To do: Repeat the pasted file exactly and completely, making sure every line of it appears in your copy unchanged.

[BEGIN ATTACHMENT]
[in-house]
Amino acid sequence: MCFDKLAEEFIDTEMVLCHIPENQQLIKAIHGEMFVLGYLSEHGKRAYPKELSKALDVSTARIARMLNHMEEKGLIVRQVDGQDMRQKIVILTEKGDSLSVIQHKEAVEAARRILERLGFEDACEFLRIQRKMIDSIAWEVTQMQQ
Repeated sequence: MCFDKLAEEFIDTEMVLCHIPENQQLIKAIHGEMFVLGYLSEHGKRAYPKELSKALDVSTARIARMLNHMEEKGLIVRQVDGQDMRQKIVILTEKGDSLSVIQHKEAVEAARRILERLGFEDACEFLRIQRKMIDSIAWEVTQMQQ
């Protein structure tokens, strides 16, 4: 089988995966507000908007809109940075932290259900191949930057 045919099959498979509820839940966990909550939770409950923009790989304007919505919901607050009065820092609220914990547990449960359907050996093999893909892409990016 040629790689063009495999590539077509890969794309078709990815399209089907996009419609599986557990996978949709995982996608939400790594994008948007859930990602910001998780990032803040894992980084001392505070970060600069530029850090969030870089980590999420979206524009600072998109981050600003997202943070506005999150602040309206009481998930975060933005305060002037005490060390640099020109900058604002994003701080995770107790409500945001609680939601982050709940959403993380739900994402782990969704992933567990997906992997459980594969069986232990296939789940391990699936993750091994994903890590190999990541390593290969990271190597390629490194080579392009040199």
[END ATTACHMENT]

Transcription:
[in-house]
Amino acid sequence: MCFDKLAEEFIDTEMVLCHIPENQQLIKAIHGEMFVLGYLSEHGKRAYPKELSKALDVSTARIARMLNHMEEKGLIVRQVDGQDMRQKIVILTEKGDSLSVIQHKEAVEAARRILERLGFEDACEFLRIQRKMIDSIAWEVTQMQQ
Repeated sequence: MCFDKLAEEFIDTEMVLCHIPENQQLIKAIHGEMFVLGYLSEHGKRAYPKELSKALDVSTARIARMLNHMEEKGLIVRQVDGQDMRQKIVILTEKGDSLSVIQHKEAVEAARRILERLGFEDACEFLRIQRKMIDSIAWEVTQMQQ
């Protein structure tokens, strides 16, 4: 089988995966507000908007809109940075932290259900191949930057 045919099959498979509820839940966990909550939770409950923009790989304007919505919901607050009065820092609220914990547990449960359907050996093999893909892409990016 040629790689063009495999590539077509890969794309078709990815399209089907996009419609599986557990996978949709995982996608939400790594994008948007859930990602910001998780990032803040894992980084001392505070970060600069530029850090969030870089980590999420979206524009600072998109981050600003997202943070506005999150602040309206009481998930975060933005305060002037005490060390640099020109900058604002994003701080995770107790409500945001609680939601982050709940959403993380739900994402782990969704992933567990997906992997459980594969069986232990296939789940391990699936993750091994994903890590190999990541390593290969990271190597390629490194080579392009040199």